Hastings Point residents have been outraged at the chopping down earlier this month of four majestic old Norfolk Island Pines which framed the seaside village headland, in a case which highlights the Tweed’s weaker tree-protection rules compared with neighbouring shires.
The village residents say the four historic trees, on a private property above the beach, were visible to the hundreds of motorists driving through the village on the Tweed Coast Road each day and could have been saved or pruned if they posed a safety risk.
But Tweed Shire Council says that while it didn’t support felling the trees, the owner of the property was legally entitled to remove them due to his concerns about safety and amenity.
Hastings Point local Chris Johnson told Echonetdaily the trees, two of which were around 100 years old and stood on a bluff above the beach in front of the property, were ‘a navigational landmark and asset to the beach vista’.
Ms Johnson said that ‘after a long-running dispute, the resident deemed falling cones and foliage of a non-native species were a nuisance, posing high maintenance’.
She said she had ‘assumed that when the owner bought the property three years ago, he would have been aware of the pines’ importance to the village amenity.
‘The four old trees have been a major part of the Hastings Point headland landscape for generations and popular with locals and tourists alike’, Ms Johnson said.
‘Aside from their beauty, the trees are also a haven for thousands of birds and wildlife.
‘It was so surreal to see a crane come in and take each tree out in three sections, when we heard the noise a neighbour and I went up there to see and were horrified.
‘We kept thinking hundreds of years of growth in them just gone, the black cockatoos and other birds use them often.
‘If we had been notified beforehand we could have spoken to the owner about it.
‘It’s such a shame, in Manly they spend tens of thousands of dollars in research to preserve the old Norfolk Island Pines on their tourist strip, at Windsor Castle they preserve their historic oak trees, and what do we do here on the Tweed? Chop them down!’
Council’s engineering director David Oxenham told Echonetdaily there had been no dispute over the trees ‘nor has any approval been provided to the owner for them to be removed’.
Mr Oxenham said ‘the trees are on private property and the owner has removed them due to safety and amenity concerns.
‘There has been some community concern regarding their removal and Council has expressed this concern to the owner and also attempted to find a method to mitigate the risk and amenity issue,’ he said.
‘Following recent advice from the owner that he intended to remove the trees, Council wrote to the owner advising that Council does not support the removal of the trees.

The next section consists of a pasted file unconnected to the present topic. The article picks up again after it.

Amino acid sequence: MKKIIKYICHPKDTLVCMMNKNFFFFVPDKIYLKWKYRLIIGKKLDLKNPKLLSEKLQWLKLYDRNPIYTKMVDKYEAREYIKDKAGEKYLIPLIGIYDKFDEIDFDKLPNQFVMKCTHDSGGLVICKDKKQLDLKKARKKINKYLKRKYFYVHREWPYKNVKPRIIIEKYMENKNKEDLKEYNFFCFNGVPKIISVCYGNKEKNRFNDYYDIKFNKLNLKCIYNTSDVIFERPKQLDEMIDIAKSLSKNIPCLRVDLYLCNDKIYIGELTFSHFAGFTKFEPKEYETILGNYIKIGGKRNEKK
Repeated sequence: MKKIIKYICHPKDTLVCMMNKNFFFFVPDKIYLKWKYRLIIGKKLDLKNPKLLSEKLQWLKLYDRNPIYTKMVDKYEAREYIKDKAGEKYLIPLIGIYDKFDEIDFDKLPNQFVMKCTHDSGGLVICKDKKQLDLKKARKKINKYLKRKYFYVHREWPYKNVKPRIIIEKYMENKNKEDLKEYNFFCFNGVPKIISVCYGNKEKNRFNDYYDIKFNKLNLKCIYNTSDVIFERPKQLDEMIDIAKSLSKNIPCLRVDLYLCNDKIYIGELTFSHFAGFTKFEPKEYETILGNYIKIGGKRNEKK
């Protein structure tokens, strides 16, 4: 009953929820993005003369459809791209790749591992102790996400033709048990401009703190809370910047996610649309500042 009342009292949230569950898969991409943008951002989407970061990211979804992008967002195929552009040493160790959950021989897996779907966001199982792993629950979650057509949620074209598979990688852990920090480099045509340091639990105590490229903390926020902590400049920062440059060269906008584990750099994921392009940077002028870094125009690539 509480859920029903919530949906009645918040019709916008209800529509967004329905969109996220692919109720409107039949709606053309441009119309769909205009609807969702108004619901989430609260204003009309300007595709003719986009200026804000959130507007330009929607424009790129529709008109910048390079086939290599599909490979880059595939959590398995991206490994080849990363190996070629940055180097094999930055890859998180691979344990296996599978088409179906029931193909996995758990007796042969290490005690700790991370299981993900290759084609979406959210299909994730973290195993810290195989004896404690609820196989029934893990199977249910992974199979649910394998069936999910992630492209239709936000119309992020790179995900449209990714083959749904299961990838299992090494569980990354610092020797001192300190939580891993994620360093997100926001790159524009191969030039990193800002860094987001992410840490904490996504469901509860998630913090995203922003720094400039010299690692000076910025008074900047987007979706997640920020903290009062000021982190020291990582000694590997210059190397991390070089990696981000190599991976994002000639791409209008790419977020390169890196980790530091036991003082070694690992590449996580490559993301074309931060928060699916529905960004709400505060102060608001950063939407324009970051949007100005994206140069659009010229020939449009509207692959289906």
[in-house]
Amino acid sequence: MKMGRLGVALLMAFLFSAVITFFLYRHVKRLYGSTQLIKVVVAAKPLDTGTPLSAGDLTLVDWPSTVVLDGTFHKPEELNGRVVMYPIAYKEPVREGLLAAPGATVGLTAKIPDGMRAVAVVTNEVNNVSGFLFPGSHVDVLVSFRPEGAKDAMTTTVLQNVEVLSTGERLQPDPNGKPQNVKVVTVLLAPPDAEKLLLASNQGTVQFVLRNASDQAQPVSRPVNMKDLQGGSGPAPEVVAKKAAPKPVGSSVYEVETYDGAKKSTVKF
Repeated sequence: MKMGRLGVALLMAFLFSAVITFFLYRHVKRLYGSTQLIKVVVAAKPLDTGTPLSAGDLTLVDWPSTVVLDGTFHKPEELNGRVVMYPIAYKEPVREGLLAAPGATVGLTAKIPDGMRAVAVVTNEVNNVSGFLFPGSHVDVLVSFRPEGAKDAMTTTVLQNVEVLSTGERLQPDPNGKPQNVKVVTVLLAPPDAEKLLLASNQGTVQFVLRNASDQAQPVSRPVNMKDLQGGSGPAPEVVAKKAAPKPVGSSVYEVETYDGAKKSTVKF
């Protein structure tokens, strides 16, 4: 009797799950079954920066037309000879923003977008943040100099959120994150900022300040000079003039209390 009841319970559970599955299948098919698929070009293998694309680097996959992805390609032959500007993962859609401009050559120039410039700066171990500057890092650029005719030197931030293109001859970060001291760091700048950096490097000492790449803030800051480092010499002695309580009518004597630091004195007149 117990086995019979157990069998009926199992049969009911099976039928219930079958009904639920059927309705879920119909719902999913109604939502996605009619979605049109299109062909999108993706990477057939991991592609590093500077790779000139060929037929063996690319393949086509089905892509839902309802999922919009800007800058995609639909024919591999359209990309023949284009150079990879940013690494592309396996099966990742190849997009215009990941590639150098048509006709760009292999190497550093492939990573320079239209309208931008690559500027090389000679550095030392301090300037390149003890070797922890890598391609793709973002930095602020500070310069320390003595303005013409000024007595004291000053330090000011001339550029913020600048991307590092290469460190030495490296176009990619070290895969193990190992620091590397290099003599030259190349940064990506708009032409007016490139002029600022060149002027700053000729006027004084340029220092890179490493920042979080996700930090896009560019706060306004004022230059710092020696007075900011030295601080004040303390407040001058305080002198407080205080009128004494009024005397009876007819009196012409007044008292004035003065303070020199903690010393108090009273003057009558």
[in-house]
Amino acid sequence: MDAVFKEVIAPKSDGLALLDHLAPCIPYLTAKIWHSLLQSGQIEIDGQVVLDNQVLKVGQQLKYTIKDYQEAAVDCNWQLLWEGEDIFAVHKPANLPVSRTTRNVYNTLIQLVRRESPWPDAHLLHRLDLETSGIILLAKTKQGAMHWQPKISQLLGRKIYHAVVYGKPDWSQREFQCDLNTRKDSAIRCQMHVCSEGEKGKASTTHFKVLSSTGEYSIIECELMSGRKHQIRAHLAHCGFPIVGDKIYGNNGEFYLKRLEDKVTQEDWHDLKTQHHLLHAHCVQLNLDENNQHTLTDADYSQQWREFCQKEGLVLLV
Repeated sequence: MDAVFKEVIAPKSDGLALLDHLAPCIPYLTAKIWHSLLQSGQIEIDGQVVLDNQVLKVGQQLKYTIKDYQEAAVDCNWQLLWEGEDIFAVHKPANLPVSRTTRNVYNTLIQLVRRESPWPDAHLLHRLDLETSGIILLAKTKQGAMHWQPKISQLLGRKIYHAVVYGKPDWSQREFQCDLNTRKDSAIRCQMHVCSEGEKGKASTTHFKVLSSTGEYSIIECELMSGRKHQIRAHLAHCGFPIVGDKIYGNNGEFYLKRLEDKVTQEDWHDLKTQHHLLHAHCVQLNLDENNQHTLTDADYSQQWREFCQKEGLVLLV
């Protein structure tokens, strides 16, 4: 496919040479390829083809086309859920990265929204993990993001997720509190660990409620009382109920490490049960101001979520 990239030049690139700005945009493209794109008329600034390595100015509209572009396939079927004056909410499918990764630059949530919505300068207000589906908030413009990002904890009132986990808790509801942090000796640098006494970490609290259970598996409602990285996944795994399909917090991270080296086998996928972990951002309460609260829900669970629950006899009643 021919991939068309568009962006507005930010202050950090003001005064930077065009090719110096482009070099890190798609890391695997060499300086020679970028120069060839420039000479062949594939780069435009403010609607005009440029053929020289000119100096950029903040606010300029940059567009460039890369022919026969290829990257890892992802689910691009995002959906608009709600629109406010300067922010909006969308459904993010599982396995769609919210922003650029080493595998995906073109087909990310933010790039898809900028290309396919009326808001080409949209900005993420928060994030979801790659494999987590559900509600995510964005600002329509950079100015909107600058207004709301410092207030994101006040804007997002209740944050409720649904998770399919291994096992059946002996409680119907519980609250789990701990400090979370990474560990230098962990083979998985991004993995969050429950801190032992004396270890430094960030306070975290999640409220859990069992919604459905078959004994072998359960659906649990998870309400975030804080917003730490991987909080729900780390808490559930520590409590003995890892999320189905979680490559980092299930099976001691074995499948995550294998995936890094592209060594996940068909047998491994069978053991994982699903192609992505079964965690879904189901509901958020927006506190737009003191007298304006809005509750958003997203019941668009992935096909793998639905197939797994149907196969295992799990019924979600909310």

‘However, there is no legal impediment for him to have them removed. The owner has been very open and collaborative with Council during this entire process.
‘Given that there was no approval required for these trees to be removed there was no requirement for Council (elected councillors) to make a decision on this matter,’ Mr Oxenham said.
Under the Tweed LEP 2000, Council has three Tree Preservation Orders (TPOs) whereby certain trees (such as koala food species) within their mapped areas need council approval for removal.
TPOs, according to council’s website, ‘seek to retain trees that contribute to the general health and well being of the Shire’s residents’.
But outside those areas, it’s open slather for private property owners to remove trees if they deem them a safety or amenity nuisance.
As a result, calls for Council to tighten its tree-protection rules have been made over the years especially by Greens Cr Katie Milne.
In Byron Shire, where Green politics are mainstream, the rules protecting old trees are much more stricter, with landowners requiring permission to remove trees over three metres tall or near a reserve.
Tweed Council website notes on TPOs say ‘trees are of vital importance in improving the visual quality of an area’ and that ‘the predominance of tree cover both in bushland and urban areas forms an integral part of the character of Tweed Shire’.
But that, according to many locals, doesn’t stop residents wanting to improve their views or amenity from chopping trees down.
Tweed Council also has a Register of Significant Trees which identifies trees considered significant in the Shire.
Residents can nominate a tree or group of trees, followed by an assessment by council’s arborist ‘and if found to have merit, the tree may be adopted by Council at a council meeting and then placed on the register’.
For more information contact council’s Recreation Services Unit on 02 6670 2615 or 02 6670 2530.